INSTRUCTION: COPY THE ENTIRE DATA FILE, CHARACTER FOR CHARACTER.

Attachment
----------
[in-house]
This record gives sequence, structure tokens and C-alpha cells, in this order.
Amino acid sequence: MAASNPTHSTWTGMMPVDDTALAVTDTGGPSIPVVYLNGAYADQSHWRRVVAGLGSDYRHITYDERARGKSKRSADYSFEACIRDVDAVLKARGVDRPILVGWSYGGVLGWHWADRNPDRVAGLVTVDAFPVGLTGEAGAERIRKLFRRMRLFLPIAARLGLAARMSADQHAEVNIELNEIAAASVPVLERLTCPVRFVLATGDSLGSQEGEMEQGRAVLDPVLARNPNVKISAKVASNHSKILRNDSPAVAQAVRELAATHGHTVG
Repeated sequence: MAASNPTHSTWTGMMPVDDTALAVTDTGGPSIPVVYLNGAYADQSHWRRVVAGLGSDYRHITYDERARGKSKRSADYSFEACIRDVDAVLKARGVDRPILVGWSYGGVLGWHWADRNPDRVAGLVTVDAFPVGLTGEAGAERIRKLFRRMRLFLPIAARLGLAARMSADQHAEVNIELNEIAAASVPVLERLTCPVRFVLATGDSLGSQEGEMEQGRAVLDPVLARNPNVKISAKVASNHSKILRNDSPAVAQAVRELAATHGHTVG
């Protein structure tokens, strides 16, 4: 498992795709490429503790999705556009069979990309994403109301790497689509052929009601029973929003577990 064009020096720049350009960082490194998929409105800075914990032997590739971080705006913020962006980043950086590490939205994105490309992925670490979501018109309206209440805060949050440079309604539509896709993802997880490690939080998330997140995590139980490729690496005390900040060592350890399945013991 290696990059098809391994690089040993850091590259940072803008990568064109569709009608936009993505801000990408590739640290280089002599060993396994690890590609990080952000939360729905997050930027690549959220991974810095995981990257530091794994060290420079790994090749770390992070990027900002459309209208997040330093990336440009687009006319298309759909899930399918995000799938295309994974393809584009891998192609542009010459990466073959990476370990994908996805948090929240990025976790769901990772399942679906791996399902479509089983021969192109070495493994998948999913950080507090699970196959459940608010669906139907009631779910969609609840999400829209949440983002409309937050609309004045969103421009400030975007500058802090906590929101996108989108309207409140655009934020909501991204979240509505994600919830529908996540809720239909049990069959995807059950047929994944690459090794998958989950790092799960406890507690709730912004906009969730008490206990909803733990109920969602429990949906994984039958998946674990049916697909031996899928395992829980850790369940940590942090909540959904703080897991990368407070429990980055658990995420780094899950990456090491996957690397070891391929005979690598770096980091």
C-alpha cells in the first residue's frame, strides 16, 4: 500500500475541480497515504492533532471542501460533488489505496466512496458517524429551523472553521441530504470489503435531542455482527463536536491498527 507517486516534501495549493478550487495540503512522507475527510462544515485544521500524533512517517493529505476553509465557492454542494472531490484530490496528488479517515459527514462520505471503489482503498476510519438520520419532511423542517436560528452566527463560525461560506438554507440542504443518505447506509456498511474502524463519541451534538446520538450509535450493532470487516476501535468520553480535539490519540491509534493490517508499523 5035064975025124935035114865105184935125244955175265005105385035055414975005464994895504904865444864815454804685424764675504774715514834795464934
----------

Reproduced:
[in-house]
This record gives sequence, structure tokens and C-alpha cells, in this order.
Amino acid sequence: MAASNPTHSTWTGMMPVDDTALAVTDTGGPSIPVVYLNGAYADQSHWRRVVAGLGSDYRHITYDERARGKSKRSADYSFEACIRDVDAVLKARGVDRPILVGWSYGGVLGWHWADRNPDRVAGLVTVDAFPVGLTGEAGAERIRKLFRRMRLFLPIAARLGLAARMSADQHAEVNIELNEIAAASVPVLERLTCPVRFVLATGDSLGSQEGEMEQGRAVLDPVLARNPNVKISAKVASNHSKILRNDSPAVAQAVRELAATHGHTVG
Repeated sequence: MAASNPTHSTWTGMMPVDDTALAVTDTGGPSIPVVYLNGAYADQSHWRRVVAGLGSDYRHITYDERARGKSKRSADYSFEACIRDVDAVLKARGVDRPILVGWSYGGVLGWHWADRNPDRVAGLVTVDAFPVGLTGEAGAERIRKLFRRMRLFLPIAARLGLAARMSADQHAEVNIELNEIAAASVPVLERLTCPVRFVLATGDSLGSQEGEMEQGRAVLDPVLARNPNVKISAKVASNHSKILRNDSPAVAQAVRELAATHGHTVG
């Protein structure tokens, strides 16, 4: 498992795709490429503790999705556009069979990309994403109301790497689509052929009601029973929003577990 064009020096720049350009960082490194998929409105800075914990032997590739971080705006913020962006980043950086590490939205994105490309992925670490979501018109309206209440805060949050440079309604539509896709993802997880490690939080998330997140995590139980490729690496005390900040060592350890399945013991 290696990059098809391994690089040993850091590259940072803008990568064109569709009608936009993505801000990408590739640290280089002599060993396994690890590609990080952000939360729905997050930027690549959220991974810095995981990257530091794994060290420079790994090749770390992070990027900002459309209208997040330093990336440009687009006319298309759909899930399918995000799938295309994974393809584009891998192609542009010459990466073959990476370990994908996805948090929240990025976790769901990772399942679906791996399902479509089983021969192109070495493994998948999913950080507090699970196959459940608010669906139907009631779910969609609840999400829209949440983002409309937050609309004045969103421009400030975007500058802090906590929101996108989108309207409140655009934020909501991204979240509505994600919830529908996540809720239909049990069959995807059950047929994944690459090794998958989950790092799960406890507690709730912004906009969730008490206990909803733990109920969602429990949906994984039958998946674990049916697909031996899928395992829980850790369940940590942090909540959904703080897991990368407070429990980055658990995420780094899950990456090491996957690397070891391929005979690598770096980091």
C-alpha cells in the first residue's frame, strides 16, 4: 500500500475541480497515504492533532471542501460533488489505496466512496458517524429551523472553521441530504470489503435531542455482527463536536491498527 507517486516534501495549493478550487495540503512522507475527510462544515485544521500524533512517517493529505476553509465557492454542494472531490484530490496528488479517515459527514462520505471503489482503498476510519438520520419532511423542517436560528452566527463560525461560506438554507440542504443518505447506509456498511474502524463519541451534538446520538450509535450493532470487516476501535468520553480535539490519540491509534493490517508499523 5035064975025124935035114865105184935125244955175265005105385035055414975005464994895504904865444864815454804685424764675504774715514834795464934